William Tatum Wofford was born on June 28, 1824 in Habersham County, Georgia. His parents died when he was young. He graduated from Franklin College in 1844, and in 1847 served in the Mexican War as a captain in the Georgia Mounted Volunteers.
After the war Wofford returned to Georgia and became a planter and attorney. He was elected to the Georgia General Assembly for two terms and was elected Clerk of the House. He was also editor of a local newspaper, the Athens Banner.
In 1859 he married Julia Dwight. The couple had six children, only three surviving infancy.
He was elected to Georgia’s Secesion Convention, where he spoke against secession. Nevertheless, after Georgia voted to leave the Union Wofford became a captain and then colonel of the 18th Georgia infantry Regiment. The regiment was sent to North Carolina in October of 1861 before being sent in November to Virginia, where it was attached to Hood’s Texas Brigade.
Wofford led his Georgians at Yorktown, Eltham’s Landing and at Seven Pines. At the Second Battle of Manassas he temporarily commanded the brigade, and continued to command the brigade at Sharpsburg after Hood was given command of a small division.
In November the 18th Georgia was transferred to Cobb’s Brigade in McLaws’ Division as part of President Davis’ plan for brigades to be made up of regiments from the same state. Cobb was killed at Fredericksburg, and Wofford was promoted to brigadier general and given command of the brigade (the 16th, 18th and 24th Georgia Infantry and Cobb’s and Phillip’s Legions) in January of 1863.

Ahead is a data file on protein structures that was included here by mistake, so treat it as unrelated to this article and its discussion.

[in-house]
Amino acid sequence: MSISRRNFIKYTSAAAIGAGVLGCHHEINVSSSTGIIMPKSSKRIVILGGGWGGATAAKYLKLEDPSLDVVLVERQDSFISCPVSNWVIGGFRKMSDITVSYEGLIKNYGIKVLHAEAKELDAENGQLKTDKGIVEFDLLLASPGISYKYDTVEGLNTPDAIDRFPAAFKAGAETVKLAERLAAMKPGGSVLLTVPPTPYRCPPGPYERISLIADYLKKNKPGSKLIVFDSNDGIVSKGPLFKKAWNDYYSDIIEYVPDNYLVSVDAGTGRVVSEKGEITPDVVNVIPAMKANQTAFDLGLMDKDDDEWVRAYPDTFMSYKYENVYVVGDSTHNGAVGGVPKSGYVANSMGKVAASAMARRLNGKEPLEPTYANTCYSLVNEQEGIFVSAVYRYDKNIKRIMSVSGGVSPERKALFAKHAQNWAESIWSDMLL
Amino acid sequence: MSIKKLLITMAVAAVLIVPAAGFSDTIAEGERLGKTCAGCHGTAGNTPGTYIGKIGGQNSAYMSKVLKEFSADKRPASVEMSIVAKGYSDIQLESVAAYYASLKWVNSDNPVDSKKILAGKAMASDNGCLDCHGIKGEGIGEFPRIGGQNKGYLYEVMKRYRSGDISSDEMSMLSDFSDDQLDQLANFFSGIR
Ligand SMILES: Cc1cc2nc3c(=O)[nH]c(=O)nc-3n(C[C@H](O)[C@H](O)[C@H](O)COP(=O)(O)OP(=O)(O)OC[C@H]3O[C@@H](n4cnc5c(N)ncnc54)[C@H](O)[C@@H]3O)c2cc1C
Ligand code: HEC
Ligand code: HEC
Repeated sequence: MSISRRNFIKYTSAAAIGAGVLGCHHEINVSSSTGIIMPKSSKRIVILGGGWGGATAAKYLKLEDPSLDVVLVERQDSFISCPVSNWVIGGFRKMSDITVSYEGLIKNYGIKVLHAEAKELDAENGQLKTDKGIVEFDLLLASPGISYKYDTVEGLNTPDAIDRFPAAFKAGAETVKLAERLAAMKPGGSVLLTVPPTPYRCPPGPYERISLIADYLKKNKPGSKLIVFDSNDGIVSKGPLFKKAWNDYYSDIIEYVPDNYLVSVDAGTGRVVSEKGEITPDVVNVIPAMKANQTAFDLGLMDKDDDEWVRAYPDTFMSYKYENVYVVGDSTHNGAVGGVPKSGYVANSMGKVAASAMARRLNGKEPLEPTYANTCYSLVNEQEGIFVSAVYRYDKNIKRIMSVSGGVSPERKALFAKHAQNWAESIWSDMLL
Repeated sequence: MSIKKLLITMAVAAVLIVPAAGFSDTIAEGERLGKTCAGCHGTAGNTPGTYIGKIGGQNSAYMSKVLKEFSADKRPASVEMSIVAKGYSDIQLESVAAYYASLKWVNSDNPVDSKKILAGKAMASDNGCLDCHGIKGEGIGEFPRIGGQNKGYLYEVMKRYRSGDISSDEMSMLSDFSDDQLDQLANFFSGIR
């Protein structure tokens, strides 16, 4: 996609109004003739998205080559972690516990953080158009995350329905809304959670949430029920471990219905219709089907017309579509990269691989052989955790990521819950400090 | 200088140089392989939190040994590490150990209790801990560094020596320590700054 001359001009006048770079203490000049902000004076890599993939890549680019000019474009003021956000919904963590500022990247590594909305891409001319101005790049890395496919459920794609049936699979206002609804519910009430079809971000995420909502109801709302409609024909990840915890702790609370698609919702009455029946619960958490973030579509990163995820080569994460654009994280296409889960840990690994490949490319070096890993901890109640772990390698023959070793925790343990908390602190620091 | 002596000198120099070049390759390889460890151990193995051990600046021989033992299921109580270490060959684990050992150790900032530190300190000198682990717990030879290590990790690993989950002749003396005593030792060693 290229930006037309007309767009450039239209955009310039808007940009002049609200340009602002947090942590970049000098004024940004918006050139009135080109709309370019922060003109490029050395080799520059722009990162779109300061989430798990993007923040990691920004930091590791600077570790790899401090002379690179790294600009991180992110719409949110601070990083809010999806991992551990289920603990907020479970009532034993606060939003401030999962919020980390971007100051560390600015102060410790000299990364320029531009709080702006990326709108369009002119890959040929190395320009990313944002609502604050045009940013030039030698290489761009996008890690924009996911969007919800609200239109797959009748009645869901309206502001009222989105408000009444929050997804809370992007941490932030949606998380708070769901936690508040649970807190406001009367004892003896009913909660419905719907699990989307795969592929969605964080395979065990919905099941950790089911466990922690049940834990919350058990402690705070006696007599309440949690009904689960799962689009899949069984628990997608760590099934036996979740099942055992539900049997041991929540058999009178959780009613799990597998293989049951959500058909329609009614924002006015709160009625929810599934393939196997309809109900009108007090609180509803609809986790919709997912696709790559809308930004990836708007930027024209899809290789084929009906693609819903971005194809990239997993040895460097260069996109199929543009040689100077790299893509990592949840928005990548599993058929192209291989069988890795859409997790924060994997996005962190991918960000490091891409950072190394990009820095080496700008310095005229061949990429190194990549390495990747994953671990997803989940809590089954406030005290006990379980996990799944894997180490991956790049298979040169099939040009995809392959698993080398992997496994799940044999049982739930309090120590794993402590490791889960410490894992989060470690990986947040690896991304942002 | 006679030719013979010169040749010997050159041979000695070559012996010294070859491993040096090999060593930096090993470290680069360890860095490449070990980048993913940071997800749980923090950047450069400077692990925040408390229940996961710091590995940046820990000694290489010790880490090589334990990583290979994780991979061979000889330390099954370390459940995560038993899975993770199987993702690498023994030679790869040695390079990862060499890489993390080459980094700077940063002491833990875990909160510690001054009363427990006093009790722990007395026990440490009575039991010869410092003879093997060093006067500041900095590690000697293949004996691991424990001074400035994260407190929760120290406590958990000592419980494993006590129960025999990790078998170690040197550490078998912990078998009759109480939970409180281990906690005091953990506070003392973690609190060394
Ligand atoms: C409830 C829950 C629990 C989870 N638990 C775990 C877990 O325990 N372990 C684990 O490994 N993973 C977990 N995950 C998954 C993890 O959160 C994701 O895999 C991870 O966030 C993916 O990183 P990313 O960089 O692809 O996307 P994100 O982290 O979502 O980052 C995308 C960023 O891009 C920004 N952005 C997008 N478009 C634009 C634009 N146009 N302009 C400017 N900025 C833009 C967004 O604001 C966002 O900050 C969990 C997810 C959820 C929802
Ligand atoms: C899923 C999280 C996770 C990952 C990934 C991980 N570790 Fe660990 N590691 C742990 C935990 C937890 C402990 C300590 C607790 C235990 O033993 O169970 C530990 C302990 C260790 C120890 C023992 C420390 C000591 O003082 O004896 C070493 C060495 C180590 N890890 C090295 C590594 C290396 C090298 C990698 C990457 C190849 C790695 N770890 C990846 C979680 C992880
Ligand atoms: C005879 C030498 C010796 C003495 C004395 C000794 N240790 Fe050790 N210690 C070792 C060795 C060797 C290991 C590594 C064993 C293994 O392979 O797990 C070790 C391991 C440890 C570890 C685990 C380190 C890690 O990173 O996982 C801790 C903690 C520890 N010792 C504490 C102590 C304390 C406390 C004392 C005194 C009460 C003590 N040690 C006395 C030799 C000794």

Wofford commanded his brigade of Georgians at Chancellorsville, where they suffered over 500 casualties, and at Gettysburg, where they advanced along the Wheatfield Road to the foot of Little Round Top before they were ordered back, losing 350 casualties (see the monument to Wofford’s Brigade at Gettysburg).
The brigade went west with Longstreet in November of 1863, although they did not arrive in time for Chickamauga. Returning to the Army of Northern Virginia in the spring of 1864, Wofford was wounded in the Battle of the Wilderness and then again in the Battle of Spotsylvania.
In December of 1864 Governor Brown of Georgia requested that Wofford be made commander of the District of North Georgia. He took up the new command in January of 1865, raising 7,000 local troops to combat the lawless elements that infested the area in the aftermath of Sherman’s invasion. On May 12 Wofford surrendered his command at Kingston and was paroled at Reaca, the last surrender of Confederate troops east of the Mississippi River.
After the war Wofford returned to his plantation near Cass Station and his legal practice. He was elected to the United States House of Representatives in 1865 but was denied his seat, as Georgia had not satisfied the government’s requirements to rejoin the Union. But Wofford stayed involved in politics, serving as presidental elector in two elections.
Julia Wofford died in 1878, and in 1880 Wofford married Margaret Langdon. The couple had a daughter, Lena.
Wofford played a major role in organizing the Cartersville & Van Wert and the Atlanta & Blue Ridge Railroads, and was a Trustee of the Cherokee Baptist College and the Cassville Female College. in 1877 he was elected to the state Constitutional Convention.
William Wofford died on May 22, 1884. He is buried in Cassville Cemetery.